This year marks the 50th anniversary of TENNIS Magazine's founding in 1965. To commemorate the occasion, we'll look back each Thursday at one of the 50 moments that have defined the last half-century in our sport.

“If you believe, dreams do come true,” Jennifer Capriati told the crowd in Rod Laver Arena as she accepted the winner’s trophy at the 2001 Australian Open. It was a fitting and inspiring sentiment, even if Jennifer went on to contradict it a few seconds later.

“I can’t believe this is happening,” an overwhelmed Capriati admitted.

She wasn’t alone. Capriati had been many things in her 24 years, but most U.S. tennis fans had given up hope that “Grand Slam champion” would ever be among them. Even the normally staid New York Times described her win in Melbourne as “an unimaginable performance.”

But the turn of the century was a time of atonement and redemption for U.S. tennis prodigies. In 1999, Andre Agassi put the memories of his squandered opportunities in Paris behind him when he came out of nowhere to win the French Open and complete a career Grand Slam. Capriati watched her countryman at Roland Garros and was inspired to turn her own, long-stalled, career around.

Like Agassi, at the start of the '90s Capriati had been a much-hyped, sure-shot prodigy, a toothy, giggling slugger from Florida who was going to be the next savior of American tennis. She reached the final of her first professional tournament at 13, reached the semifinals at the French Open that spring, and quickly reached the Top 10. She was the “youngest ever” to do just about everything in the women’s game. That included, it seems likely, having her own video game; Sega Genesis created “Jennifer Capriati Tennis” in 1992. At first, Capriati lived up to her considerable hype. At age 16, she upset Steffi Graf to win the gold medal at the 1992 Olympics in Barcelona.


View image |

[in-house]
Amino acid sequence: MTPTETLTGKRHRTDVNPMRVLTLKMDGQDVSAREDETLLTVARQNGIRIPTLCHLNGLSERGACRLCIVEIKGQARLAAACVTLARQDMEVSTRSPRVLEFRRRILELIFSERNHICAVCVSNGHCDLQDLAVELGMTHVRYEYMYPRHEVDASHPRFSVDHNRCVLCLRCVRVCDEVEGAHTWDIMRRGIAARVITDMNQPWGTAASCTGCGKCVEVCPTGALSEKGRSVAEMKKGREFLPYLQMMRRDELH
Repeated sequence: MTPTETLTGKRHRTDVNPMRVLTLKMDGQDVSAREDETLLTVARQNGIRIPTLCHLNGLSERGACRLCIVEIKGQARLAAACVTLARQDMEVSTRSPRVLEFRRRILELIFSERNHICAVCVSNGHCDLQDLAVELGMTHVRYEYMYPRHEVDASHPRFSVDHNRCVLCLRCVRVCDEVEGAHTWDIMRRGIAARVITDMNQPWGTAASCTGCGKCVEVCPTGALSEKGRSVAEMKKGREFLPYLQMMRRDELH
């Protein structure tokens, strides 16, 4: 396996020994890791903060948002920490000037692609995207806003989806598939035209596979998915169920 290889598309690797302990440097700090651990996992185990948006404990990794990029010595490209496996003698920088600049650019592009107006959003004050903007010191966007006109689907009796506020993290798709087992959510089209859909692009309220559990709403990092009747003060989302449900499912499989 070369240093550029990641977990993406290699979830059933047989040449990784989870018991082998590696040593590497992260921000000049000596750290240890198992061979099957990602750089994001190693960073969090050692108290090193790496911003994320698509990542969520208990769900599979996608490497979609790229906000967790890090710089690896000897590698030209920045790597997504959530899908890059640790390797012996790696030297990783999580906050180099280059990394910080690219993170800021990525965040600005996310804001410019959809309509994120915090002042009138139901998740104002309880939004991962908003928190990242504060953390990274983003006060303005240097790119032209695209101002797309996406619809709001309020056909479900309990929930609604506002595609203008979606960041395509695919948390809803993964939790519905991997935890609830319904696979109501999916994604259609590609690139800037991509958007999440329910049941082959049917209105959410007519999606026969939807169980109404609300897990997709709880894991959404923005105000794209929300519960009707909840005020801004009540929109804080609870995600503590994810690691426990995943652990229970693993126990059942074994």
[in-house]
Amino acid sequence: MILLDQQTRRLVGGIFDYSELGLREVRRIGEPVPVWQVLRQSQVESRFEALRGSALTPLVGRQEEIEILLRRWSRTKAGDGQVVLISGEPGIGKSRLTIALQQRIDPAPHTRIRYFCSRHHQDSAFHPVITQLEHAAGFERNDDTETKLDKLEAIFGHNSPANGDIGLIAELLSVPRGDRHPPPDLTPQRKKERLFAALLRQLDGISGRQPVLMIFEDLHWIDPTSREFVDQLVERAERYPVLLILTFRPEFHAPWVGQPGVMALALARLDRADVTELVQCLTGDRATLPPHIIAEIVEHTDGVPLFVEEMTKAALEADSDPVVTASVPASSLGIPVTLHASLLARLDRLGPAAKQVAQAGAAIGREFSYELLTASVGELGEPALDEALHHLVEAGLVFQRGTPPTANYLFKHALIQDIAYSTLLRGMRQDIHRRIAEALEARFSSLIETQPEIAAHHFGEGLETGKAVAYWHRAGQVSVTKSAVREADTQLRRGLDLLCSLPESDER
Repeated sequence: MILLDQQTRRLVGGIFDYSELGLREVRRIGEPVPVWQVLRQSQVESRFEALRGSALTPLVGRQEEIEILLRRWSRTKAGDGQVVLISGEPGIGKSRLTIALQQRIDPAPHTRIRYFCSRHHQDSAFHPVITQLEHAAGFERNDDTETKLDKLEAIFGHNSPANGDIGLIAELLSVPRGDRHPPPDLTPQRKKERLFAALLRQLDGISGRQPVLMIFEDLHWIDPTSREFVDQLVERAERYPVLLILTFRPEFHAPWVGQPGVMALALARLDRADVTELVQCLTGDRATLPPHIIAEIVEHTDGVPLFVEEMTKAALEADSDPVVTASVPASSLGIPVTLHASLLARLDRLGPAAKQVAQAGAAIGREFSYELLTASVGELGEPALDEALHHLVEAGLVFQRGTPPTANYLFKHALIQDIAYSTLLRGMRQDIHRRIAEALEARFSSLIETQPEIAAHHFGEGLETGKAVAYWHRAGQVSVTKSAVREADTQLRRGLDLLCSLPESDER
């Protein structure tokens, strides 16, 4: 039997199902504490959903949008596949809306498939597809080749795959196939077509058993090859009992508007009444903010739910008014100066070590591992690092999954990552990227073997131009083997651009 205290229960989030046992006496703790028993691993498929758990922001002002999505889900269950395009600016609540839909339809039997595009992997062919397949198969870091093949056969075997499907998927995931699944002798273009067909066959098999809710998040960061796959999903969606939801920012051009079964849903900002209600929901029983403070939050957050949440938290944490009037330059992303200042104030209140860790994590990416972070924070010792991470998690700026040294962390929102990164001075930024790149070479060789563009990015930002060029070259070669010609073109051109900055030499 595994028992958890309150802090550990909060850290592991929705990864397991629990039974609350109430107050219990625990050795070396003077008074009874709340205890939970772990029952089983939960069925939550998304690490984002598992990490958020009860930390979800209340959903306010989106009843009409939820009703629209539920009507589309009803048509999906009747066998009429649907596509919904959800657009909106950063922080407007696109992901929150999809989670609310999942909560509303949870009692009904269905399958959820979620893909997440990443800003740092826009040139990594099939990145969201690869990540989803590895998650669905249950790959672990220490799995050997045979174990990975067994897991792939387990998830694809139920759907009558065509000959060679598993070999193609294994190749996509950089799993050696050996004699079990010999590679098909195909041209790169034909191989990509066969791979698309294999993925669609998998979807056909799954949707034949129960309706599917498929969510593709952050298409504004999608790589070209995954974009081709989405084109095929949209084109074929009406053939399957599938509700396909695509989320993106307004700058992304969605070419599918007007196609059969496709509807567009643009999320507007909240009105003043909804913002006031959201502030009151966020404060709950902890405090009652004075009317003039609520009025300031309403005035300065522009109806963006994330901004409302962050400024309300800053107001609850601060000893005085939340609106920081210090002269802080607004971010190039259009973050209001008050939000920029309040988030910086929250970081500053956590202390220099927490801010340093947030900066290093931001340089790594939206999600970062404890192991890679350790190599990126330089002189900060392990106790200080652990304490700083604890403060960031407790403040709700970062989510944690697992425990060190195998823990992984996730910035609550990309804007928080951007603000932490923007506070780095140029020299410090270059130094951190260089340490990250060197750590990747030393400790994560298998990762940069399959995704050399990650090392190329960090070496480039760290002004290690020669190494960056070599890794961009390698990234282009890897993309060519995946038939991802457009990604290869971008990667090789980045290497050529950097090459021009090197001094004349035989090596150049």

Yet even then Capriati’s meteoric rise was in the process of flaming out. The previous year, she had lost a classic, heart-breaking semifinal to Monica Seles at the U.S. Open. Capriati had hit a ceiling: She had thrown her best at Seles, but in the end Seles had been better. No longer ascending, Capriati became disenchanted with life on tour. At the 1993 Open, she lost her opening match, the first time that had happened at any event in her career. Yearning to be a normal teenager and escape the spotlight’s glare, she left the tour and played just one event in 1994 and 1995.

Instead, the spotlight quickly found Capriati, and shined even more brightly and harshly on her. In May 1994, a mug shot of the 18-year-old, complete with nose ring, was splashed across TV screens and front pages around the world. Capriati had been arrested for marijuana possession in what was described as a “fleabag” motal in Coral Gables, Fla. Sponsors soon fled, her career appeared to be kaput, and the WTA instituted what came to be known as the “Capriati Rule,” which put a limit on how young a girl could be when she turned pro. The giggling slugger of 13 had become a cautionary tale at 18.

Yet her career wasn’t kaput, and her story wasn’t over. After going through rehab, Capriati slowly crept back onto the tour over the last half of the ’90s. By decade’s end, she had won her first title in six years, and she finished 1999 ranked No. 23, up 78 spots from the previous year. A month later, at the 2000 Australian Open, she reached her first Grand Slam semifinal since that famed semi with Seles in ’91. Capriati was a player again.


View image |

The following year in Australia, she became, for the first time, a champion. Seeded just 12th, Capriati also got some revenge along the way. In the quarterfinals, she beat Seles; in the semis, she beat the defending champion and the player who had knocked her out the year before, Lindsay Davenport; and in the final she beat three-time champion Martina Hingis, the woman who had taken her place as the teen phenom of the ’90s. After match point, Capriati raised her arms and hopped uncontrollably across the court inside Laver Arena. It was true: She still couldn’t quite believe it.

“Who would have thought I’d ever make it here after so much has happened?” Capriati asked herself and the world. But she wasn’t done yet. Four months later, she won another major title, at Roland Garros, and in October she became No. 1 in the world for the first time.

Jennifer had given tennis a new Capriati Rule: Comebacks, second acts, redemption for past sins—anything is possible in this game.